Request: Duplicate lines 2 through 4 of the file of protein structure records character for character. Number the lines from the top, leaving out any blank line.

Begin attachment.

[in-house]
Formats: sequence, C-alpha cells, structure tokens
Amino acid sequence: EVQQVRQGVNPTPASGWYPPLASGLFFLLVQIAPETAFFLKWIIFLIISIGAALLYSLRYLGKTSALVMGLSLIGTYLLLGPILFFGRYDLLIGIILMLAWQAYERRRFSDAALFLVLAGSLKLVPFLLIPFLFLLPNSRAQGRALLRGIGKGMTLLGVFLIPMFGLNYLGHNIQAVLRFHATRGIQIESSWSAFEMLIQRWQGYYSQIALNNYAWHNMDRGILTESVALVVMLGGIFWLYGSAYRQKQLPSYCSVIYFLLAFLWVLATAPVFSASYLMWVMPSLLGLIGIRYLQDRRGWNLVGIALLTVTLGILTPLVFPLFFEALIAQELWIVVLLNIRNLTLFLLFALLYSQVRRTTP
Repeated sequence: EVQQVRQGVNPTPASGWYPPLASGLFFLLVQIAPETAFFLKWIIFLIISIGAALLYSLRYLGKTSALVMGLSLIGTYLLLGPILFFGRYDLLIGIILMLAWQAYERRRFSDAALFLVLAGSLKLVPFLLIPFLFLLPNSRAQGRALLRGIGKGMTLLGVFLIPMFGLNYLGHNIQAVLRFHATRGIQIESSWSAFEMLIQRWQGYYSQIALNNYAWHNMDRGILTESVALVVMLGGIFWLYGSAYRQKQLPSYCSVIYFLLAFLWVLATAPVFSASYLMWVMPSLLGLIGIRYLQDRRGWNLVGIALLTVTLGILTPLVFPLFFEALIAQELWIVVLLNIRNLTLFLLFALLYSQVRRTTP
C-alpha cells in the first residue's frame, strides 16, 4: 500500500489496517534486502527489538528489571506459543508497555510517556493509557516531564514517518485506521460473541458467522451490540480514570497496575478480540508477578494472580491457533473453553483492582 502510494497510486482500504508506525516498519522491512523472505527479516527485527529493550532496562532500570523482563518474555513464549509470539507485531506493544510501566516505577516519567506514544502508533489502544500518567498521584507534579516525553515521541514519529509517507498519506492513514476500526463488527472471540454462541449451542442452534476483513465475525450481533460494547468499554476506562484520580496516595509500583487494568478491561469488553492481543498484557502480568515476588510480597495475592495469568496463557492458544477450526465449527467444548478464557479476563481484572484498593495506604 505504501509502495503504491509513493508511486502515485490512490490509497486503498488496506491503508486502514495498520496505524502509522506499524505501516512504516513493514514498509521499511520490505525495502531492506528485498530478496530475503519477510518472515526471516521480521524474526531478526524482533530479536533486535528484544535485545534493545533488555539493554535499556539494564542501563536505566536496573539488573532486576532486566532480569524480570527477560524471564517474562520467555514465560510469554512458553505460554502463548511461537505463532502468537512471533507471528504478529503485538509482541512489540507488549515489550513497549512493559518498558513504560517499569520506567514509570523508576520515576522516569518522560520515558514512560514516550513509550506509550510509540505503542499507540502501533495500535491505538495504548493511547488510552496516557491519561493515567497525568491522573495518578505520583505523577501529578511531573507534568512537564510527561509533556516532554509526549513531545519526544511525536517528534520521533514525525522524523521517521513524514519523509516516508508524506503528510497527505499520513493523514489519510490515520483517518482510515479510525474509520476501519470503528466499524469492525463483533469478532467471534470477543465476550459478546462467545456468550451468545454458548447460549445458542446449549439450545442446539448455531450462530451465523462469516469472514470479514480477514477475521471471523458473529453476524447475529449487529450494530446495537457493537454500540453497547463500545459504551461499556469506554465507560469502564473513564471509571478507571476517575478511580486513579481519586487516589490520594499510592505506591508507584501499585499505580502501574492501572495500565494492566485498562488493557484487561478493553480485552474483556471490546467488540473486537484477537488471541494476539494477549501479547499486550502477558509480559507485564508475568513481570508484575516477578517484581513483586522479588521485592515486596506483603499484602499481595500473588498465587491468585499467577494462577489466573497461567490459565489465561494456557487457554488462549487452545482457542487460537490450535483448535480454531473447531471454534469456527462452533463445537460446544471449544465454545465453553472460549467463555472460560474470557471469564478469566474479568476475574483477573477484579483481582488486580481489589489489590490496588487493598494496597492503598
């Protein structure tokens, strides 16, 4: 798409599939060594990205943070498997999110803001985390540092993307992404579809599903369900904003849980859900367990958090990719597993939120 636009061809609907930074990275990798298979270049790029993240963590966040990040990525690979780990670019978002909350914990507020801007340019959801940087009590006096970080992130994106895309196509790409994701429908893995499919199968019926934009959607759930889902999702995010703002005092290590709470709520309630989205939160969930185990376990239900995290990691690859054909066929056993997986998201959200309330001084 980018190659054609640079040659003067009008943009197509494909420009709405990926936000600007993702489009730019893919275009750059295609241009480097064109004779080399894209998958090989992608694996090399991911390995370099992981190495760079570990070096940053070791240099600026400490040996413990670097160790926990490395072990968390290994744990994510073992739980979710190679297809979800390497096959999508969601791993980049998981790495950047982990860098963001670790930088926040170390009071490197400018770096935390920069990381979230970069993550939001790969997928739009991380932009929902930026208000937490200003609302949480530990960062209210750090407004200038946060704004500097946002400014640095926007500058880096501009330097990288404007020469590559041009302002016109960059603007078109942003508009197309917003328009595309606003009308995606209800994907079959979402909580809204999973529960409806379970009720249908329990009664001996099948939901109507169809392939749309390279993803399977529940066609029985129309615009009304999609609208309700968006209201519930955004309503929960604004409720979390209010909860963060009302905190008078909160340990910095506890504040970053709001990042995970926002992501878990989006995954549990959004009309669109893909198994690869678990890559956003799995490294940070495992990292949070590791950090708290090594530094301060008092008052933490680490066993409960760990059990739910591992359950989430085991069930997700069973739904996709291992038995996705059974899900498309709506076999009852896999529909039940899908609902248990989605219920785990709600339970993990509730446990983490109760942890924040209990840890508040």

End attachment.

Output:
Formats: sequence, C-alpha cells, structure tokens
Amino acid sequence: EVQQVRQGVNPTPASGWYPPLASGLFFLLVQIAPETAFFLKWIIFLIISIGAALLYSLRYLGKTSALVMGLSLIGTYLLLGPILFFGRYDLLIGIILMLAWQAYERRRFSDAALFLVLAGSLKLVPFLLIPFLFLLPNSRAQGRALLRGIGKGMTLLGVFLIPMFGLNYLGHNIQAVLRFHATRGIQIESSWSAFEMLIQRWQGYYSQIALNNYAWHNMDRGILTESVALVVMLGGIFWLYGSAYRQKQLPSYCSVIYFLLAFLWVLATAPVFSASYLMWVMPSLLGLIGIRYLQDRRGWNLVGIALLTVTLGILTPLVFPLFFEALIAQELWIVVLLNIRNLTLFLLFALLYSQVRRTTP
Repeated sequence: EVQQVRQGVNPTPASGWYPPLASGLFFLLVQIAPETAFFLKWIIFLIISIGAALLYSLRYLGKTSALVMGLSLIGTYLLLGPILFFGRYDLLIGIILMLAWQAYERRRFSDAALFLVLAGSLKLVPFLLIPFLFLLPNSRAQGRALLRGIGKGMTLLGVFLIPMFGLNYLGHNIQAVLRFHATRGIQIESSWSAFEMLIQRWQGYYSQIALNNYAWHNMDRGILTESVALVVMLGGIFWLYGSAYRQKQLPSYCSVIYFLLAFLWVLATAPVFSASYLMWVMPSLLGLIGIRYLQDRRGWNLVGIALLTVTLGILTPLVFPLFFEALIAQELWIVVLLNIRNLTLFLLFALLYSQVRRTTP